2022 VOLUME 43

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The Prichard-Correll Piano: Amateur Piano Making and Rural Gentility in Piedmont North Carolina

Alexandra Cade

In rural antebellum America, a curious convergence of piano production and exuberant creativity inspired craftspeople with little to no formal training to create their own keyboard instruments. Amateur-made instruments deviate from professional norms, yet often display aesthetic influences from conventional piano forms and showcase creative solutions to the construction of intricate mechanisms that comprised some of the most complex technology extant in the early nineteenth century. Once dismissed by most experts for their odd qualities, surviving instruments and archival materials document a numerically small tradition of amateurism within American keyboard instrument craft. This article explores the intersection of cabinetmaking traditions, female accomplishment, and the musical environment of rural North Carolina as reflected in the production of an amateur-made piano crafted by David Prichard of Iredell County, North Carolina. While piano making falls under the broad category of the woodworking trades, the skills required for the production of keyboard instruments are more … Continued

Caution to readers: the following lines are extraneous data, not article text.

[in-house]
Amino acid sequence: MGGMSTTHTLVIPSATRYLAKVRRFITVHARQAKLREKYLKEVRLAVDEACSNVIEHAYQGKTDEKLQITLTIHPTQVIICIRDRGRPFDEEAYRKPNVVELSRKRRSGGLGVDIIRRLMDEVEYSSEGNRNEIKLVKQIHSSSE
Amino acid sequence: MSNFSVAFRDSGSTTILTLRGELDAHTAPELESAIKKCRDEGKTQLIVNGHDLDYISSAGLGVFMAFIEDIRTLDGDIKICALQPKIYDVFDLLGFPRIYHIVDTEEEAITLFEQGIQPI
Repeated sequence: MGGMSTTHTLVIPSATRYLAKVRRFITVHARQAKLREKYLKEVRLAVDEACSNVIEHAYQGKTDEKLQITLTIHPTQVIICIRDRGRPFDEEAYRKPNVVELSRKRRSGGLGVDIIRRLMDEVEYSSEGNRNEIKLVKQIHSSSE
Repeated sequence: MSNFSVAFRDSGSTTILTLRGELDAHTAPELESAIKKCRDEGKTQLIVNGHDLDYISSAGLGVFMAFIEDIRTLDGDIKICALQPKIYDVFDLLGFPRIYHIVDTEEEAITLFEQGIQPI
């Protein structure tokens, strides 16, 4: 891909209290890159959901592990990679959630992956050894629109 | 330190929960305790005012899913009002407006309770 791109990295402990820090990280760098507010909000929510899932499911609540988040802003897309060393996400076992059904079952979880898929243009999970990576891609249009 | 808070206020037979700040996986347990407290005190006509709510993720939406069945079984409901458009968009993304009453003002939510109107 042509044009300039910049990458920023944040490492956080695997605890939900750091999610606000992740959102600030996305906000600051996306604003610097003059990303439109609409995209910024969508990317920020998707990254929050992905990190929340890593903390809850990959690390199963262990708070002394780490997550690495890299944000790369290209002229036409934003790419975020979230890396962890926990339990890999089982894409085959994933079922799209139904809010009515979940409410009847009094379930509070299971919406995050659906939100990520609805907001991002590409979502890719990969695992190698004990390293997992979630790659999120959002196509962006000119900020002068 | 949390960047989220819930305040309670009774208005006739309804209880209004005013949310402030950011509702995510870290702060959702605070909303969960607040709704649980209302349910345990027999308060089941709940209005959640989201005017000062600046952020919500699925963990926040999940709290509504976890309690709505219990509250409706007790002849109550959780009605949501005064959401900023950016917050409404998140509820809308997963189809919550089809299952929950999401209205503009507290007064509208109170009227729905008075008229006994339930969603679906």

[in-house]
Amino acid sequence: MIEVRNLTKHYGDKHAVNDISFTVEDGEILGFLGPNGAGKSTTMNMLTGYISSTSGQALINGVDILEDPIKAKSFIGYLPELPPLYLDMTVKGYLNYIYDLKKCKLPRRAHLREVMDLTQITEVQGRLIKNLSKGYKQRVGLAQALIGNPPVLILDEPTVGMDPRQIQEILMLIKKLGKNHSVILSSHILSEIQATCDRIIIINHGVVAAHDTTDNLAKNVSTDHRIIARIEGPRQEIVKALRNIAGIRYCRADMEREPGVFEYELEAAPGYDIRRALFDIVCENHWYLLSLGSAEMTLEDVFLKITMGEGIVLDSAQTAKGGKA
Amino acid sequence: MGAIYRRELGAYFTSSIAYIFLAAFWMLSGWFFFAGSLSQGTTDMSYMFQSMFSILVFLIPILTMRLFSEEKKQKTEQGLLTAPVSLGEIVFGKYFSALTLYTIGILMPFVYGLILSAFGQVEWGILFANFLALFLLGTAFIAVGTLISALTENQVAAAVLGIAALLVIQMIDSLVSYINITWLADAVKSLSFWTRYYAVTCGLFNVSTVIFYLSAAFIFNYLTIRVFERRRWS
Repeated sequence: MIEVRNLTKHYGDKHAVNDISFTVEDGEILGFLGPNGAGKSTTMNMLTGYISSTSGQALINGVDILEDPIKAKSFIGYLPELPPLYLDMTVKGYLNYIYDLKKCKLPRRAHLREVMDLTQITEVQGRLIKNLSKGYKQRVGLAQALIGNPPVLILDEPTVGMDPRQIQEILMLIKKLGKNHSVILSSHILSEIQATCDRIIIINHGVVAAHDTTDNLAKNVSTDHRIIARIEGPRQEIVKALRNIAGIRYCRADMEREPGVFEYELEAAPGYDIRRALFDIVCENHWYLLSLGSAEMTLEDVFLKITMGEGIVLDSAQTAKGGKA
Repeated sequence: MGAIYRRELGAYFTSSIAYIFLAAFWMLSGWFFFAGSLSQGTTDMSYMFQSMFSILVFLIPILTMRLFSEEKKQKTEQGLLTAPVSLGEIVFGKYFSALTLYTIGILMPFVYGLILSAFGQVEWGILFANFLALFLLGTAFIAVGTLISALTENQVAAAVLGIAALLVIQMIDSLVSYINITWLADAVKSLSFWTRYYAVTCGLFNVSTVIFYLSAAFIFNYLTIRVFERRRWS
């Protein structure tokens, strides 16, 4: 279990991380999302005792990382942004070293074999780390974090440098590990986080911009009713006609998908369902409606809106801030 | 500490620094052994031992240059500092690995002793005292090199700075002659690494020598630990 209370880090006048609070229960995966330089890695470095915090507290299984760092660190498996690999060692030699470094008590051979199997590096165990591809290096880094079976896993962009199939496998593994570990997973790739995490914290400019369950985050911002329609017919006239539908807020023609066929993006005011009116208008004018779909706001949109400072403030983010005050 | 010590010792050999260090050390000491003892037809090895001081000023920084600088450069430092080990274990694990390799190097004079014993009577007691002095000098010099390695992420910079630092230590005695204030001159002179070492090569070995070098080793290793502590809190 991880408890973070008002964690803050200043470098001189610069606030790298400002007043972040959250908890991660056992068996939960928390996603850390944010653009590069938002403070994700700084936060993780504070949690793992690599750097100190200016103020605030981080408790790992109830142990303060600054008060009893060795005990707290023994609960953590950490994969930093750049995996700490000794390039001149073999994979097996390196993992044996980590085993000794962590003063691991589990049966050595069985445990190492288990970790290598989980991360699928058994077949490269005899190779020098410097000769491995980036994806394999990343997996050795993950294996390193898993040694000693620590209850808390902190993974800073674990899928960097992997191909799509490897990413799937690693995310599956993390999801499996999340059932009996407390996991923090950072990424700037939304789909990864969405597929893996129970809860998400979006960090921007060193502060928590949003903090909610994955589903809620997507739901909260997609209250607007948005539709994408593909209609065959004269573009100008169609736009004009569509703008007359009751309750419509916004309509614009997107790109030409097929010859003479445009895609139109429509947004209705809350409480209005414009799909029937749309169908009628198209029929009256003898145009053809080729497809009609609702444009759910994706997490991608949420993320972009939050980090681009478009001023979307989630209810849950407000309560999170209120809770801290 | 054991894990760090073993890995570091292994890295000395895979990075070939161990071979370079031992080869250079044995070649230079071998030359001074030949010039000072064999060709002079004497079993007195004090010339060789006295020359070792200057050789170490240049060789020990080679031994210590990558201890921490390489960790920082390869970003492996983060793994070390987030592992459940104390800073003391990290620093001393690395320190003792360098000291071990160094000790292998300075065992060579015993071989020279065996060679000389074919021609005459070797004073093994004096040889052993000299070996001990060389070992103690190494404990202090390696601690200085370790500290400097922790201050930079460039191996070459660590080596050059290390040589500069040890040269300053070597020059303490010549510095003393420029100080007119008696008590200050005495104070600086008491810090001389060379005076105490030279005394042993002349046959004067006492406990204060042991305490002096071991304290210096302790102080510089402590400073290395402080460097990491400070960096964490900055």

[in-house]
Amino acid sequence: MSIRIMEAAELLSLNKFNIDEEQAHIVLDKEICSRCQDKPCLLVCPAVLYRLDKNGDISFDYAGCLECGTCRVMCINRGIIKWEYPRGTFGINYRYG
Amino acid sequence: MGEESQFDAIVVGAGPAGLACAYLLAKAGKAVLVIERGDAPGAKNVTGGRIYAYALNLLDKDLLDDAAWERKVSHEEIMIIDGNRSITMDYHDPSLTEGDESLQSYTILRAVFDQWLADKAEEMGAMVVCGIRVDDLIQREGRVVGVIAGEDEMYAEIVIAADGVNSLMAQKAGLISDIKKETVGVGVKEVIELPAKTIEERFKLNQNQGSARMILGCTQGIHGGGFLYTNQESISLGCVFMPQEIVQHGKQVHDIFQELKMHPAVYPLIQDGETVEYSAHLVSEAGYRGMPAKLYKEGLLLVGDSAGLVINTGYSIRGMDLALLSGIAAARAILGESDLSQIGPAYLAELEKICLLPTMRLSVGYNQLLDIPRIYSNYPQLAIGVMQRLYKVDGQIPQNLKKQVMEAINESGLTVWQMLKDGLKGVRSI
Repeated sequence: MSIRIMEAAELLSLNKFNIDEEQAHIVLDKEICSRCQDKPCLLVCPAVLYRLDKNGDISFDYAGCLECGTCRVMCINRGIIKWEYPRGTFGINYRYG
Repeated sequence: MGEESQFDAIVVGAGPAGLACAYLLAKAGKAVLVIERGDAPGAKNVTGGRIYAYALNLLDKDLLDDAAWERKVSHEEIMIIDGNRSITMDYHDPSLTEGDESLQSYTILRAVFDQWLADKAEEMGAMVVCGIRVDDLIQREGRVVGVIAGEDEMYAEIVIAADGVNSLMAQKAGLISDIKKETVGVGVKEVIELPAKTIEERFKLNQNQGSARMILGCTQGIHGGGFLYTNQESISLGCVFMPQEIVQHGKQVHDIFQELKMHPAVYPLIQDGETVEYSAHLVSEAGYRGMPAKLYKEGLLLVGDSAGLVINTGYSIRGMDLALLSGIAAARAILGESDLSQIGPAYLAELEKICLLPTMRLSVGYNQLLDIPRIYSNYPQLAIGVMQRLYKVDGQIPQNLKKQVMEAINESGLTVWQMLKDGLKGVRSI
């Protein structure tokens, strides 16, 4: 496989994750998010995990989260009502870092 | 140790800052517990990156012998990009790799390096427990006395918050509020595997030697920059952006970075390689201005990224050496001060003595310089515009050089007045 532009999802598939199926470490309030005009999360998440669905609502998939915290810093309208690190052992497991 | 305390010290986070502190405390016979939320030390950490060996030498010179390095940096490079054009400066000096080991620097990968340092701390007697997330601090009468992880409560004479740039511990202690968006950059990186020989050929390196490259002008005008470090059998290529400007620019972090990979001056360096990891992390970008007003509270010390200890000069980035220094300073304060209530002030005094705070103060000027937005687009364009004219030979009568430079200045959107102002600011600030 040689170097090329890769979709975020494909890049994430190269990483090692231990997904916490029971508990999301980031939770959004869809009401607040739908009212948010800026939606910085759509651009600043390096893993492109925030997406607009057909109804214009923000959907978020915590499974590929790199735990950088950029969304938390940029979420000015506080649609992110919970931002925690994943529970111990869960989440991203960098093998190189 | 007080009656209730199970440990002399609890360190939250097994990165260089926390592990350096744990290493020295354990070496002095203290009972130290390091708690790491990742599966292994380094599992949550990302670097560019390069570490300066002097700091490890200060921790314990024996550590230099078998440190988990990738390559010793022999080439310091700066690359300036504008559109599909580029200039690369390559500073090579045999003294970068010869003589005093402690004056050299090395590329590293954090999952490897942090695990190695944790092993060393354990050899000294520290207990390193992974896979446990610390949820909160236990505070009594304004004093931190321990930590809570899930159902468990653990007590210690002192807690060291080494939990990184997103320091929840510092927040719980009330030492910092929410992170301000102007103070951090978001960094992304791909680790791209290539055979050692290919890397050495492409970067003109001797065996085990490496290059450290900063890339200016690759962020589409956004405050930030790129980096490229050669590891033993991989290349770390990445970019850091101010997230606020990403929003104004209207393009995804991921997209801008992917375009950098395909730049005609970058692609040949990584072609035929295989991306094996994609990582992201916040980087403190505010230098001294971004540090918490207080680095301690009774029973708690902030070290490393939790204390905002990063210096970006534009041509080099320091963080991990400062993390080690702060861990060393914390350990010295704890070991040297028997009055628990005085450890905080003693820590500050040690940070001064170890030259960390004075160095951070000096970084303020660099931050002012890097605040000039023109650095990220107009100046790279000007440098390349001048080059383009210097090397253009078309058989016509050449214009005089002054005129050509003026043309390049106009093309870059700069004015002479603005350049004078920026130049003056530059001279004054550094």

2022 Editor’s Welcome

Gary Albert

Most readers of the MESDA Journal did not know Betsy Allen or will not recognize her name. She was a private person and given to strong opinions, but also wonderfully literate and an unapologetic Anglophile. Betsy was passionate about antiques and history. She provided expertise and well-honed editorial skills that shaped every article published in the MESDA Journal for over a decade. Betsy Allen passed away in April 2021. Our deep sense of loss has been buoyed by a significant anonymous gift in her memory to establish the Betsy W. Allen Memorial Fund that ensures publication of the MESDA Journal in perpetuity by underwriting all of the journal’s direct costs and expenses. This endowment is a most appropriate and meaningful way to remember and celebrate Betsy’s life and legacy. She loved antiques, but even more she cherished the evocative stories about people and places that are revealed through the study … Continued

Schools and Teachers that Contributed to the Kentucky Sampler Tradition

Sheryl DeJong

  Anglo-American settlement of Kentucky began in the 1770s and it was divided from Virginia and granted statehood in 1792, by which time a sampler tradition in New England, the Mid-Atlantic, and coastal regions of the South had been established for over a century and schools teaching needlework to young women were already well established.[1] Did young women and girls in early Kentucky have opportunities to go to school and make samplers like their contemporaries elsewhere in America? If so, were Kentucky’s female schools impacted by early nineteenth-century reforms in women’s education that elsewhere in America that had begun to eliminate sampler making from curricula in favor of chemistry and other classes in the sciences? And how might Kentucky’s non-Protestant female schools have influenced its sampler tradition? Without any published scholarship on Kentucky’s samplers, this study addresses those questions by beginning to contextualizing Kentucky samplers within the American South and elsewhere in … Continued


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